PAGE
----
Both were keenly concerned in what was going on in the political, artistic, and philanthropic worlds. The Sketch painted a lavish, if not saccharine, portrayal. “They are among those whom the nation should delight to honour, for they have done all in their power to make happier and better the many large circles of human beings with whom they are brought in contact. Lady Battersea has the energy of her wonderful race, and she is ardently interested in all that affects the welfare of her own sex.”

When Lady de Rothschild died in 1910, Aston Clinton reverted to the Rothschild estate, but Lady Battersea and her sister, Annie Henrietta (1844-1926), remained in occupation until the First World War. It was given over to the Commanding Officer of the 21st Infantry Division, then based on the Halton estate.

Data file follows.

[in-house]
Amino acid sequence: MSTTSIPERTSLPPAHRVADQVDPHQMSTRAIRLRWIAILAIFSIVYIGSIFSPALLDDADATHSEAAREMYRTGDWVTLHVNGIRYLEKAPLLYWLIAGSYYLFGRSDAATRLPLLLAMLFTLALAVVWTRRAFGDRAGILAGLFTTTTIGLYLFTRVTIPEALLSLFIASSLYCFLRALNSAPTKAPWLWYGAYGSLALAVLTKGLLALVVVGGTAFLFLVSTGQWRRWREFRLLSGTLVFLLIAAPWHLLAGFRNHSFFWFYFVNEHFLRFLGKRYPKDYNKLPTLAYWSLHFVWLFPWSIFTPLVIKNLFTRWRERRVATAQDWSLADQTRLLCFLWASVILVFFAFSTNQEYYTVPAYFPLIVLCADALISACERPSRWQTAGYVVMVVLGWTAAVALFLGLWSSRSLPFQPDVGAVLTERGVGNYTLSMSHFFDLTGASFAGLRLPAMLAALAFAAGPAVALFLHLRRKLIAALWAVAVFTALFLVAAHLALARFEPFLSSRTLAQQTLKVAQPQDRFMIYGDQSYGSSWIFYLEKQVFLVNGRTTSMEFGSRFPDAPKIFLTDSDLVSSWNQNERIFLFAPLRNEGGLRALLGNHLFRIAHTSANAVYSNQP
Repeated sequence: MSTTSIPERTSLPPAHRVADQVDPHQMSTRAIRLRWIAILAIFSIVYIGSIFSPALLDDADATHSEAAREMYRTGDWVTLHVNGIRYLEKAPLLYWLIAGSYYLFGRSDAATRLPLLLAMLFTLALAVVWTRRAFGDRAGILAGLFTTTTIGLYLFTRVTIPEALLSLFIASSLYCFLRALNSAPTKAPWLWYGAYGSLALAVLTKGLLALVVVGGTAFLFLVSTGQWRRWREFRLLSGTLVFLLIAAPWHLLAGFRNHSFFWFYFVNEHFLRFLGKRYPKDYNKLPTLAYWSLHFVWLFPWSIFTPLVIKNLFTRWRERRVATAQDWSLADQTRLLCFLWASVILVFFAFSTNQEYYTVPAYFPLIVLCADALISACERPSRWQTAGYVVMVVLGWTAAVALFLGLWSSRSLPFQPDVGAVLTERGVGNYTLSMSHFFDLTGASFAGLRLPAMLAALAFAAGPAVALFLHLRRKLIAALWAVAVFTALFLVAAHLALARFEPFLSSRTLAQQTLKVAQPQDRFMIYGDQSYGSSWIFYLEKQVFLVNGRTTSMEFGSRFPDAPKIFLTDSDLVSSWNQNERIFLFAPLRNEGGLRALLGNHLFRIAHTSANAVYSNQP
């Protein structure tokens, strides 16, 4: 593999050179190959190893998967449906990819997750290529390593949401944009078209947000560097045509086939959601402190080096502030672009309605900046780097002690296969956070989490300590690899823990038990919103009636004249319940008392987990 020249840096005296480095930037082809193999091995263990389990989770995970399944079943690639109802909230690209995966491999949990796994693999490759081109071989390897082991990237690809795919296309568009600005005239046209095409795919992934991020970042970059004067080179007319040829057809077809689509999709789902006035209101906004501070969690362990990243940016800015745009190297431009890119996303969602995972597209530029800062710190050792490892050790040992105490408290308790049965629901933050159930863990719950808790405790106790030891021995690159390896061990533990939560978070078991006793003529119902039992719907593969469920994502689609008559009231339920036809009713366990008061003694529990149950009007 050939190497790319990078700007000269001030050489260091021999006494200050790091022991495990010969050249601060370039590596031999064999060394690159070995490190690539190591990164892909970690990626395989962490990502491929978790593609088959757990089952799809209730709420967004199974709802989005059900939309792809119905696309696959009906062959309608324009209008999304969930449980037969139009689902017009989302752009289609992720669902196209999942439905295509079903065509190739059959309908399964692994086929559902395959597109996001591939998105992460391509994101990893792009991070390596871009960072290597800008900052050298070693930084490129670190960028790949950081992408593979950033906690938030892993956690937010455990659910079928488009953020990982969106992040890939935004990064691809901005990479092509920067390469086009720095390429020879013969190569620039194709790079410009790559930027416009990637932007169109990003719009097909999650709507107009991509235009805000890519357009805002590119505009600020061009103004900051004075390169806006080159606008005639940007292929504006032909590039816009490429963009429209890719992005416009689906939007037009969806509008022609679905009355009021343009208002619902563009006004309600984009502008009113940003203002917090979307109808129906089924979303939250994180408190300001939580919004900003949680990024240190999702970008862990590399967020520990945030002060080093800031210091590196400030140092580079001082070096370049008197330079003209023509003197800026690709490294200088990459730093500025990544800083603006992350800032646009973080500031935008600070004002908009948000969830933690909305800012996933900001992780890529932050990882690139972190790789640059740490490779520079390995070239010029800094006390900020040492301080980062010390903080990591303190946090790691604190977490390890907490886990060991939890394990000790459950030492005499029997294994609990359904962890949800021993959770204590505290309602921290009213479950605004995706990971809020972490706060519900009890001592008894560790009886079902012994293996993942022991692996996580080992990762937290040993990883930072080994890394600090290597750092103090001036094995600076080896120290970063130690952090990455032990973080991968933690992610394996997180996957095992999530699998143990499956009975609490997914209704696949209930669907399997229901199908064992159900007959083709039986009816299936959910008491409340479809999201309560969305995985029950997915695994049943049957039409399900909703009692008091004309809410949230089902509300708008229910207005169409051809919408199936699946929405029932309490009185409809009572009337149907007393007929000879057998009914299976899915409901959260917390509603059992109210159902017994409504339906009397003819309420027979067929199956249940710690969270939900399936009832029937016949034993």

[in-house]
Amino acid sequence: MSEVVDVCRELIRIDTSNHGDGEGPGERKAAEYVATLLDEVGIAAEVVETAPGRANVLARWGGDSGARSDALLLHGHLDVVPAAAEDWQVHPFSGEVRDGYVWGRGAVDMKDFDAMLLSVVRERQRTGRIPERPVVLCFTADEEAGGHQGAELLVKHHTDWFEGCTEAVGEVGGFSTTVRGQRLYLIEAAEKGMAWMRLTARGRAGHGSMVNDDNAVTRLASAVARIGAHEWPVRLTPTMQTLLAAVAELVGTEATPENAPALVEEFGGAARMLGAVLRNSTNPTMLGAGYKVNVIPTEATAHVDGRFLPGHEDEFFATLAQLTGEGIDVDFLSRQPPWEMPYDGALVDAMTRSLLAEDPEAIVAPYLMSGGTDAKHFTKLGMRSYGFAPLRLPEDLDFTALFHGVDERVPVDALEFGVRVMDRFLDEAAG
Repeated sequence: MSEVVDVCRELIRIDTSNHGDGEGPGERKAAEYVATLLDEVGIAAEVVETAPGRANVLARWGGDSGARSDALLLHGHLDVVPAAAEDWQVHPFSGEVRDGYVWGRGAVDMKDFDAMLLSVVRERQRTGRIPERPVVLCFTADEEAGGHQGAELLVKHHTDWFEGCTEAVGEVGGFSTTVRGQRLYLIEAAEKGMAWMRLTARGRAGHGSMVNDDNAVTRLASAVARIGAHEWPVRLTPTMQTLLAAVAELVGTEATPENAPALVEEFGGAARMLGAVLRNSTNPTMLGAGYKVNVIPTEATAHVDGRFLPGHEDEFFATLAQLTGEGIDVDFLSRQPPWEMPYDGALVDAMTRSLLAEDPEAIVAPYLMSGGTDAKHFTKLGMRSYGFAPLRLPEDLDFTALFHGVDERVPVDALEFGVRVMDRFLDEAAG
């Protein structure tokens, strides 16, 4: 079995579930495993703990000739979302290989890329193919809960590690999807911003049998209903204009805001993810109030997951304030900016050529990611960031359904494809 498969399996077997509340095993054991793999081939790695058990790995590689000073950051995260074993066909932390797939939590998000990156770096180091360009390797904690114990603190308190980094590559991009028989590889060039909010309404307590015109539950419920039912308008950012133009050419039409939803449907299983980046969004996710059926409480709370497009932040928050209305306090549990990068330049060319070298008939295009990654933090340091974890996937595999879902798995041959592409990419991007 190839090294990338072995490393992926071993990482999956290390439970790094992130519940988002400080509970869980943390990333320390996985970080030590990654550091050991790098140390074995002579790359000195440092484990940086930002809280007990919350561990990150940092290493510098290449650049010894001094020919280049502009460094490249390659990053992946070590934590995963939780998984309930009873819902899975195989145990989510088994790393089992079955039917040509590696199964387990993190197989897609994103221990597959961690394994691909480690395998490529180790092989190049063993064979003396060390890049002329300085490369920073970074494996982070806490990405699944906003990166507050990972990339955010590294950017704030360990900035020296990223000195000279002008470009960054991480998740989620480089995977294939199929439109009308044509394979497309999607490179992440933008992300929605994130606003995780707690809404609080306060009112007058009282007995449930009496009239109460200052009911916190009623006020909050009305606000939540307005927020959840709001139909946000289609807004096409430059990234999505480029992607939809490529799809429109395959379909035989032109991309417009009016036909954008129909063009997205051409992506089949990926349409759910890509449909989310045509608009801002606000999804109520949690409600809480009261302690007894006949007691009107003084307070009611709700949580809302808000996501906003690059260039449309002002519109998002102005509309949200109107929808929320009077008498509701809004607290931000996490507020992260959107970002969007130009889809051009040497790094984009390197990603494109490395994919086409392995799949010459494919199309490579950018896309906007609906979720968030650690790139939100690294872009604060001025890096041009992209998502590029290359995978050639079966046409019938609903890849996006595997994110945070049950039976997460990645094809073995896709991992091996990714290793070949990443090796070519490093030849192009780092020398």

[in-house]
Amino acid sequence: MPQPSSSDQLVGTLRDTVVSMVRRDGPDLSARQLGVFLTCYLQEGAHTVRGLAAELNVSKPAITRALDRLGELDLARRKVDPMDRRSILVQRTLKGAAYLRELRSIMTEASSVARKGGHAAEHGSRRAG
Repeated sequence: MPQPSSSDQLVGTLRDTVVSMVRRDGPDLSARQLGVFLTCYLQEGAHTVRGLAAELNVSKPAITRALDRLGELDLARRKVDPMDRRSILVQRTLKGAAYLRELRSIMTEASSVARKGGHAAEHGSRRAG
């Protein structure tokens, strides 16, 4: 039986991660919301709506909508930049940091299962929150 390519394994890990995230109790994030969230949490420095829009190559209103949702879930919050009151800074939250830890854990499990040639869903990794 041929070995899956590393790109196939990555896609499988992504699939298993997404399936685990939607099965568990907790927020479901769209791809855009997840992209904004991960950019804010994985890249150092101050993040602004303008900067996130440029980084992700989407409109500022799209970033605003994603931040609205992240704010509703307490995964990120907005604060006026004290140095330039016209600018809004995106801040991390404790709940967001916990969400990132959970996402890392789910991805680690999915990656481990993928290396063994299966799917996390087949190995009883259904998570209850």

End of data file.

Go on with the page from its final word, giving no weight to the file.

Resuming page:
The Rothschild estate sold Aston Clinton for £15,000 in 1923 – a house with seven reception rooms, billiard room, ballroom, thirteen principal bedrooms and dressing rooms, seventeen secondary and servants’ bedrooms, four bathrooms and domestic offices. To commemorate the sale the Rothschilds placed a tablet in the wall of the portico recording that the family had owned Aston Clinton between 1853 until 1923, a period of 70 years.

The country house was bought by Dr Albert Edward Bredin Crawford who used the house as a school for boys. Evelyn Waugh was a schoolmaster for a short time from 1925, and in his diaries he referred to it as “an unconceivably ugly house but a lovely park” and “a house of echoing and ill-lit passages.”

Aston Clinton 2 - The Sketch - Oct 15 1902 (BNA)
Aston Clinton House in 1902. A charming pool in the grounds. Image: The British Newspaper Archive.